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Descent: Underground is about to be backed! Thanks to everyone who helped, and to anyone who didn't, there's still time! :)
Post edited April 10, 2015 by A_Future_Pilot
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IAmSinistar: Outward - The Adventurer Life Sim

An open world RPG with co-op and survival elements. To be released on PC and consoles.

From simulating the day-to-day lifestyle of living alone in a vast world filled with creatures of fantasy to retiring and passing on your knowledge and skills to your next of kin, Outward is about creating a complete adventuring experience. It's not just combat, it's not just survival, it's both and more.
The game seems interesting.
But I have to admit that the "co-op" and "console version" makes me uneasy.
Maybe I'm just being squeamish.

And their indecision concerning DRM also makes me think twice.
Post edited April 11, 2015 by karnak1
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IAmSinistar: Heard back on Outward - The Adventurer Life Sim:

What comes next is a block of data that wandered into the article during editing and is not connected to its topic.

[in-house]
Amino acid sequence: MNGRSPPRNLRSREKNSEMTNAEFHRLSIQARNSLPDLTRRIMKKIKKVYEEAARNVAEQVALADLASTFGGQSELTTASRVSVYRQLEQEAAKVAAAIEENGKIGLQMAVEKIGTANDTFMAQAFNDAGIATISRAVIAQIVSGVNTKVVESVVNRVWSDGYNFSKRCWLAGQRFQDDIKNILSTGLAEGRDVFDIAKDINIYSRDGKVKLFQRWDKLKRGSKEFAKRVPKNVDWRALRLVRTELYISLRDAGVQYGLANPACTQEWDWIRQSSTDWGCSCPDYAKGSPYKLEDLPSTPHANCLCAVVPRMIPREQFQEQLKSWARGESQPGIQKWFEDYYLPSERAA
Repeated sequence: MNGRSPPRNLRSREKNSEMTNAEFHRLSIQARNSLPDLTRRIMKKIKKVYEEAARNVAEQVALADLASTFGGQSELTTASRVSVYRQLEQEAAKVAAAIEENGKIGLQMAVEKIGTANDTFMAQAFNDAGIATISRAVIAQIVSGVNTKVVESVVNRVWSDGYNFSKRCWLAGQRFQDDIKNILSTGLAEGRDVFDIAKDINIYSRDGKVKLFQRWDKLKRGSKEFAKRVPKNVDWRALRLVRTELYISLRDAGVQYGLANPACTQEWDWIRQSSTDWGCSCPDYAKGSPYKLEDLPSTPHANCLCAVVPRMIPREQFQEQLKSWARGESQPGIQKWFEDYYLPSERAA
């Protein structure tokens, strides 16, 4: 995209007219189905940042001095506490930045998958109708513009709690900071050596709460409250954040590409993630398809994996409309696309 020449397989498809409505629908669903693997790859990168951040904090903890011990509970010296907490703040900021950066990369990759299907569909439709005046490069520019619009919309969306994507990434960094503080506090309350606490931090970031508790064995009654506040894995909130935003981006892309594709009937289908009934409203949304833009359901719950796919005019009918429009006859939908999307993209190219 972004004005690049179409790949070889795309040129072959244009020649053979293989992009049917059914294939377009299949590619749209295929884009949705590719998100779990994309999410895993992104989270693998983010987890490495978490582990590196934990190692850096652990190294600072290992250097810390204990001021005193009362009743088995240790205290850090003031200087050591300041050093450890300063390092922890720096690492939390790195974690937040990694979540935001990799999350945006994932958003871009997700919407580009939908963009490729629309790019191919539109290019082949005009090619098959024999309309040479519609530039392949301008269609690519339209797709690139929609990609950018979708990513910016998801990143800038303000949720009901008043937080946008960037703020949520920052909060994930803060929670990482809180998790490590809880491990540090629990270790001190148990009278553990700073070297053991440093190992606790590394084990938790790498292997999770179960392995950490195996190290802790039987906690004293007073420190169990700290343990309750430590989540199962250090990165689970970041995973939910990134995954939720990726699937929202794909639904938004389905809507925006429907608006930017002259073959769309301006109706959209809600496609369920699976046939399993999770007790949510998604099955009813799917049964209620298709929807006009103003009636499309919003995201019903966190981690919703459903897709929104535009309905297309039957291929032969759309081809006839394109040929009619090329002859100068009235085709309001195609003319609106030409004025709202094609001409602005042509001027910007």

Sorry, but I cannot confirm that a DRM-free version will be available.

Ah well.
Their many pricy unique in game items give me Shroud of the Avatar Deja Vu.
Little Devil Inside
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rodrolliv: I've always wondered what happens if a project gets funded by a narrow margin, 100% or slighty over, and a high-tier backer can't/won't pay when the campaign finishes. It's one thing to have say, a dozen users failing to pay 10 bucks each, and another to miss a few grands from one person alone.
I've backed a few projects where that has happened. Since the projects made their goal, they get to keep the rest of the money that was pledged. It is usually really bad news for the project creator, though, since they were figuring on having more money available to complete their project than they ended up getting. Kickstarter tries to reach out to the backer who pulled out. Depending on the circumstances, that person can be banned from Kickstarter forever.
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canyonaz: I've backed a few projects where that has happened. Since the projects made their goal, they get to keep the rest of the money that was pledged. It is usually really bad news for the project creator, though, since they were figuring on having more money available to complete their project than they ended up getting. Kickstarter tries to reach out to the backer who pulled out. Depending on the circumstances, that person can be banned from Kickstarter forever.
Normally, the money should be locked the moment you pledge. I don't know how kickstarter does things, but unless something like a chargeback is involved, you shouldn't be able to back out after the project has been funded.